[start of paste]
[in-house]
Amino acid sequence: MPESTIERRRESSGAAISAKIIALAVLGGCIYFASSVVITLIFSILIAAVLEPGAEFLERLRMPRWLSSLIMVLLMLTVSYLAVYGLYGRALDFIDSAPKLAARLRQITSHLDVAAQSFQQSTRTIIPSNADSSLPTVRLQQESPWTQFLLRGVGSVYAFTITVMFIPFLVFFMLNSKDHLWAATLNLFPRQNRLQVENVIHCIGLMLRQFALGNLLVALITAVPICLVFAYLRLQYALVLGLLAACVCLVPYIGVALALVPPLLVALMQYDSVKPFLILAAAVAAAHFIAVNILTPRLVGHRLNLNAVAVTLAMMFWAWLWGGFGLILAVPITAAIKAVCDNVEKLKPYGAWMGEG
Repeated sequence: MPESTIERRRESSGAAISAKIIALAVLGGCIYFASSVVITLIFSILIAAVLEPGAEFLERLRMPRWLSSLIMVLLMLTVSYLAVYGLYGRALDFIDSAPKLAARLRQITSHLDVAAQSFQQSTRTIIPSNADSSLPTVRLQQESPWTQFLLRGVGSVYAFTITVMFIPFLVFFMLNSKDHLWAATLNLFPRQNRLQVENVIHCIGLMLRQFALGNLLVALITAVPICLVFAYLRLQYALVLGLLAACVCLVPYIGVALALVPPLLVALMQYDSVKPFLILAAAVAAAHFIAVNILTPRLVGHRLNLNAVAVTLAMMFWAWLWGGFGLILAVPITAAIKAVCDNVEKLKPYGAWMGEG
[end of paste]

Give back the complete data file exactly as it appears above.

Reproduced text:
[in-house]
Amino acid sequence: MPESTIERRRESSGAAISAKIIALAVLGGCIYFASSVVITLIFSILIAAVLEPGAEFLERLRMPRWLSSLIMVLLMLTVSYLAVYGLYGRALDFIDSAPKLAARLRQITSHLDVAAQSFQQSTRTIIPSNADSSLPTVRLQQESPWTQFLLRGVGSVYAFTITVMFIPFLVFFMLNSKDHLWAATLNLFPRQNRLQVENVIHCIGLMLRQFALGNLLVALITAVPICLVFAYLRLQYALVLGLLAACVCLVPYIGVALALVPPLLVALMQYDSVKPFLILAAAVAAAHFIAVNILTPRLVGHRLNLNAVAVTLAMMFWAWLWGGFGLILAVPITAAIKAVCDNVEKLKPYGAWMGEG
Repeated sequence: MPESTIERRRESSGAAISAKIIALAVLGGCIYFASSVVITLIFSILIAAVLEPGAEFLERLRMPRWLSSLIMVLLMLTVSYLAVYGLYGRALDFIDSAPKLAARLRQITSHLDVAAQSFQQSTRTIIPSNADSSLPTVRLQQESPWTQFLLRGVGSVYAFTITVMFIPFLVFFMLNSKDHLWAATLNLFPRQNRLQVENVIHCIGLMLRQFALGNLLVALITAVPICLVFAYLRLQYALVLGLLAACVCLVPYIGVALALVPPLLVALMQYDSVKPFLILAAAVAAAHFIAVNILTPRLVGHRLNLNAVAVTLAMMFWAWLWGGFGLILAVPITAAIKAVCDNVEKLKPYGAWMGEG